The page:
MAKING A MURDERER
The story of one of the nation's most notorious wrongful convictions, that of Steven Avery, a Wisconsin man who spent eighteen years in prison for a crime he did not commit. But two years after he was exonerated of that crime and poised to reap millions in his wrongful conviction lawsuit, Steven Avery was arrested for the exceptionally brutal murder of Teresa Halbach, a freelance photographer who had gone missing several days earlier. The "Innocent Man" had turned into a cold blooded killer. Or had he? This is narrative non-fiction at its finest. A true crime thriller.
The Netflix series Making a Murderer was a runaway hit, with over 19 million US viewers in the first 35 days. The series left many with the opinion
that Steven Avery, a man falsely imprisoned for almost 20 years on a previous, unrelated assault charge, had been framed by a corrupt police force and district attorney’s office for the murder of a
young photographer. Viewers were outraged, and hundreds of thousands demanded a pardon for Avery. The chief villain of the series? Ken Kratz, the special prosecutor who headed the investigation and
trial. Kratz’s later misdeeds—prescription drug abuse and sexual harassment—only cemented belief in his corruption.
This book tells you what Making a Murderer didn’t.
While indignation at the injustice of his first imprisonment makes it tempting to believe in his innocence, Avery: The Case Against Steven Avery and What Making a Murderer Gets Wrong and the evidence shared inside—examined thoroughly and dispassionately—prove that, in this case, the criminal justice system worked just as it should.
With Avery, Ken Kratz puts doubts about Steven Avery’s guilt to rest. In this exclu- sive insider’s look into the controversial case, Kratz lets the evidence tell the story, sharing details and insights unknown to the public. He reveals the facts Making a Murderer conveniently left out and then candidly addresses the aftermath—openly discussing, for the first time, his own struggle with addiction that led him to lose everything.
Avery systematically erases the uncertainties introduced by the Netflix series, confirming, once and for all, that Steven Avery is guilty of the murder of Teresa Halbach.
In the state of Wisconsin, after being exonerated for a wrongful conviction on September 11, 2003, Steven Avery became a very political name in a very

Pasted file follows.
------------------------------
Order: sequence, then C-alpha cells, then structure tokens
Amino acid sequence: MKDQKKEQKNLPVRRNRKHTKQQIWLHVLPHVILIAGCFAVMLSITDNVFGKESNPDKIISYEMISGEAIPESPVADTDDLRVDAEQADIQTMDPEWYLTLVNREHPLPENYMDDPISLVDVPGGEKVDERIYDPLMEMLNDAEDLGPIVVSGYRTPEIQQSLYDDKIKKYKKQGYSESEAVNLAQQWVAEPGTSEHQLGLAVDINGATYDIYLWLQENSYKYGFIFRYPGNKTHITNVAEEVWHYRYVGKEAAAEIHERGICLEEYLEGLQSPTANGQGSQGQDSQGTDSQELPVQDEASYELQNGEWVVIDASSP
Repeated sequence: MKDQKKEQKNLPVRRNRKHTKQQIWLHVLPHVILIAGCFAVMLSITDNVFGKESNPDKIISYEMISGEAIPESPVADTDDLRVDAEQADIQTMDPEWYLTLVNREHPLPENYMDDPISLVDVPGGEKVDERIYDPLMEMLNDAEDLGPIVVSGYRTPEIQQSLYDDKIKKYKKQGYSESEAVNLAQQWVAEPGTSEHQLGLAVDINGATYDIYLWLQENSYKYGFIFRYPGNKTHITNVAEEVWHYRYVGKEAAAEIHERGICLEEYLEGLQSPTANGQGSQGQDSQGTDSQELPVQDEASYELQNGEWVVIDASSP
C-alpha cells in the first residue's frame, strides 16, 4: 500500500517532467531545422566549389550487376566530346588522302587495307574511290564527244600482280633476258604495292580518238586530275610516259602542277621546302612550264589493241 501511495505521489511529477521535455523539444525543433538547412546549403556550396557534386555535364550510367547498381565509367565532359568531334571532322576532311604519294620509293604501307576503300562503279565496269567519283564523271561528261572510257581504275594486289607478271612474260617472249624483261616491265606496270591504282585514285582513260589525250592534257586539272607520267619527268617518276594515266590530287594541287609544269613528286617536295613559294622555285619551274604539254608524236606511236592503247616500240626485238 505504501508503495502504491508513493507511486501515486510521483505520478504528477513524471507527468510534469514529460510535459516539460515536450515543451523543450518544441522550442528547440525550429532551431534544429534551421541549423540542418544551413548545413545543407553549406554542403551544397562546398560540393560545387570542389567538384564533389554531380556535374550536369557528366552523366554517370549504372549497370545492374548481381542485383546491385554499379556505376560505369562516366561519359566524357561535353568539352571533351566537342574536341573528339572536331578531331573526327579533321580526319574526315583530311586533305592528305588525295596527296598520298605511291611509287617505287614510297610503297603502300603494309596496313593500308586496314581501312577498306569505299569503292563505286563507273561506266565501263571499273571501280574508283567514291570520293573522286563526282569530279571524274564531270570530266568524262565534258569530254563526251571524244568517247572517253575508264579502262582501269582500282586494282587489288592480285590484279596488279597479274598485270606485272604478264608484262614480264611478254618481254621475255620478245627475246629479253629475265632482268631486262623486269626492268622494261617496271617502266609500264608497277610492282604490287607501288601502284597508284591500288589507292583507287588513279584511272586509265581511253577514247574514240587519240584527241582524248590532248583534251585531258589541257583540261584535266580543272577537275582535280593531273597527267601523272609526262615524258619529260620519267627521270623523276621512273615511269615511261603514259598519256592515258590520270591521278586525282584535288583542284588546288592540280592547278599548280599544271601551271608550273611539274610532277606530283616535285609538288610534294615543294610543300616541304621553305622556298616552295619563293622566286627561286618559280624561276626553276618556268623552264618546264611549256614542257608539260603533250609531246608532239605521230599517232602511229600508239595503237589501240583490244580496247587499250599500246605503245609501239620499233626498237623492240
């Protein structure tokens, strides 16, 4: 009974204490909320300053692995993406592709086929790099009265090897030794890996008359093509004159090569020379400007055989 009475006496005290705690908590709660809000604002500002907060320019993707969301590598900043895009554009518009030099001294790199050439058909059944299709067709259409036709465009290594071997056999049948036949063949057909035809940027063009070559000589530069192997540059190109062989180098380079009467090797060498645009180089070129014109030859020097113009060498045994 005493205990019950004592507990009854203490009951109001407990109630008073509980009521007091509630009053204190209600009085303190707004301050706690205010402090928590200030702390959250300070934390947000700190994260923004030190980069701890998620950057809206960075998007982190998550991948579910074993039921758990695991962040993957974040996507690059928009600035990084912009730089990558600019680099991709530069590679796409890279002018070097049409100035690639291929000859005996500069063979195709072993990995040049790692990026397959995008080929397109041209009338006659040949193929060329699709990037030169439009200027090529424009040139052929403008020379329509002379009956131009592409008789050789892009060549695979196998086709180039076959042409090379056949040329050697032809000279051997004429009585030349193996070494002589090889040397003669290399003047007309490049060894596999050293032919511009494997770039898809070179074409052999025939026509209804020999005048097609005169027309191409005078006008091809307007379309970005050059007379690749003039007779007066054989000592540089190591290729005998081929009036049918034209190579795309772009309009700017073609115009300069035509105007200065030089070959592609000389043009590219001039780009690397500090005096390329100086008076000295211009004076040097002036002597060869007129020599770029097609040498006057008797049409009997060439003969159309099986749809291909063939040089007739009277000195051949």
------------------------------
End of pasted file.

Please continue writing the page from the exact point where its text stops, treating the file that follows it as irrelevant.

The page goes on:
political time. Two years later, when arrested for the 'Intentional Homicide' of Teresa Halbach during a time when he filed a $36,000,000 civil suit, Steven alleges he was ultimately "Framed" by
corrupt state officials to thwart off his chances of winning the suit.
However, the Wisconsin DOJ argues that it was impossible for any such "Frame Job" to ever have happened. Though, could the "Framing" be probable, "If" the MO was political? What did Netflix's Making A Murderer miss? The political story behind Steven Avery's saga has remained untold... ...until now.
"Possibly the most gripping political thriller you will be reading in 2017. 37 years experience on the news room floor and I've never witnessed what every journalist should be asking our Legislators about the possible corruption in our American Justice System. Keller's delivery is provocative and exposes a much needed change in Criminal Reform."
Innocent people do go to jail. Sometimes mistakes are made. But even more terrifying is when the authorities conspire to frame them. That's what happened to
Steven Avery and Brendan Dassey, who were convicted of murder and are serving life sentences.
Un-Making a Murderer is an explosive book which uncovers the illegal, devious and covert tactics used by Wisconsin officials, including:
- Concealing Other Suspects
- Paying Expert Witnesses to Lie
- Planting Evidence
- Jury Tampering
The art of framing innocent people has been in practice for centuries and will continue until the perpetrators are held accountable; turning conventional assumptions and beliefs in the justice system upside down, Un-Making a Murderer takes you on that journeY
Meet Edward Wayne Edwards, the most evil serial killer you've never heard of. In this chilling case-by-case analysis and story of the killer's life, former detective John A. Cameron argues that Edwards was not only responsible for the five torture-murders he confessed to and was eventually convicted for, but for dozens more across the U.S., over decades. Tracing the murderer's life from his beginnings as a misguided boy who witnessed his mother's suicide, Cameron conducted hundreds of interviews, including exchanging phone calls and letters with the killer and interviewing his family. The result is a complex, terrifying, and fascinating analysis of Edwards' travels across the U.S. in the periods of his life: as a young itinerant handy man, an escaped fugitive on the run after a jailbreak, and of all things, an author on tour to promote a book about his life as a reformed criminal, followed years later by his arrest and confession. Each part of this haunting timeline is tied by Cameron to murder cases in the areas Edwards lived, based on his MO and his sick joy in taunting police, attending trials on the cases, and getting people wrongfully convicted for the murders he claims he did. These cases and ties include links to the famed Zodiac Killer, and more.
SOMETHING WEIRD MEDIA
ALAN R WARREN-
STEVEN DAVID LAMPLEY